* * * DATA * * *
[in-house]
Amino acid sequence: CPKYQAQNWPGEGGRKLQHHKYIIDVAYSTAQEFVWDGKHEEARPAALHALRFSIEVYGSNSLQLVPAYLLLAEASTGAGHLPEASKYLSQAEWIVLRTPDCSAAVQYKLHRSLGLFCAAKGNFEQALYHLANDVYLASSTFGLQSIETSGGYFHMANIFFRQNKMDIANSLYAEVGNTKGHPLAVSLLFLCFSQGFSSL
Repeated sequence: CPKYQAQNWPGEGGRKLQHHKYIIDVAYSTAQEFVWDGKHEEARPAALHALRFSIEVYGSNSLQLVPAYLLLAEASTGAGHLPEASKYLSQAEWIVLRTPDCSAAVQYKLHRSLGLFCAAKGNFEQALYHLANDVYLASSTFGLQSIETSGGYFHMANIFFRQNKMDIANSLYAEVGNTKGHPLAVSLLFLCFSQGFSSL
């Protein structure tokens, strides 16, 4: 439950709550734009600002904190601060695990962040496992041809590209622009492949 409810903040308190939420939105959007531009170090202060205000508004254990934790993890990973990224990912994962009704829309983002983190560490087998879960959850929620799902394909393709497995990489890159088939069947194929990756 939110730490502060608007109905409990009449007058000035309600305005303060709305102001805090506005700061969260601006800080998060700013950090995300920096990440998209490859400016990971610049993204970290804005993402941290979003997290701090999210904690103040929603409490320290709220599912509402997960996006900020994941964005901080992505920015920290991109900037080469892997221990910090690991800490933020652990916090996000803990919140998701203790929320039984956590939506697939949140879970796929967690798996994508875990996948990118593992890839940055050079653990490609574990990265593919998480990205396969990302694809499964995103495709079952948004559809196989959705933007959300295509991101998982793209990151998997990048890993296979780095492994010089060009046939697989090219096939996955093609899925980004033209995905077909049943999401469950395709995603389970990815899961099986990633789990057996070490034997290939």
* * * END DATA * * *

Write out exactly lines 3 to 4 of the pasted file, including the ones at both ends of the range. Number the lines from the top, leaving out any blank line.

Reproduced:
Repeated sequence: CPKYQAQNWPGEGGRKLQHHKYIIDVAYSTAQEFVWDGKHEEARPAALHALRFSIEVYGSNSLQLVPAYLLLAEASTGAGHLPEASKYLSQAEWIVLRTPDCSAAVQYKLHRSLGLFCAAKGNFEQALYHLANDVYLASSTFGLQSIETSGGYFHMANIFFRQNKMDIANSLYAEVGNTKGHPLAVSLLFLCFSQGFSSL
């Protein structure tokens, strides 16, 4: 439950709550734009600002904190601060695990962040496992041809590209622009492949 409810903040308190939420939105959007531009170090202060205000508004254990934790993890990973990224990912994962009704829309983002983190560490087998879960959850929620799902394909393709497995990489890159088939069947194929990756 939110730490502060608007109905409990009449007058000035309600305005303060709305102001805090506005700061969260601006800080998060700013950090995300920096990440998209490859400016990971610049993204970290804005993402941290979003997290701090999210904690103040929603409490320290709220599912509402997960996006900020994941964005901080992505920015920290991109900037080469892997221990910090690991800490933020652990916090996000803990919140998701203790929320039984956590939506697939949140879970796929967690798996994508875990996948990118593992890839940055050079653990490609574990990265593919998480990205396969990302694809499964995103495709079952948004559809196989959705933007959300295509991101998982793209990151998997990048890993296979780095492994010089060009046939697989090219096939996955093609899925980004033209995905077909049943999401469950395709995603389970990815899961099986990633789990057996070490034997290939």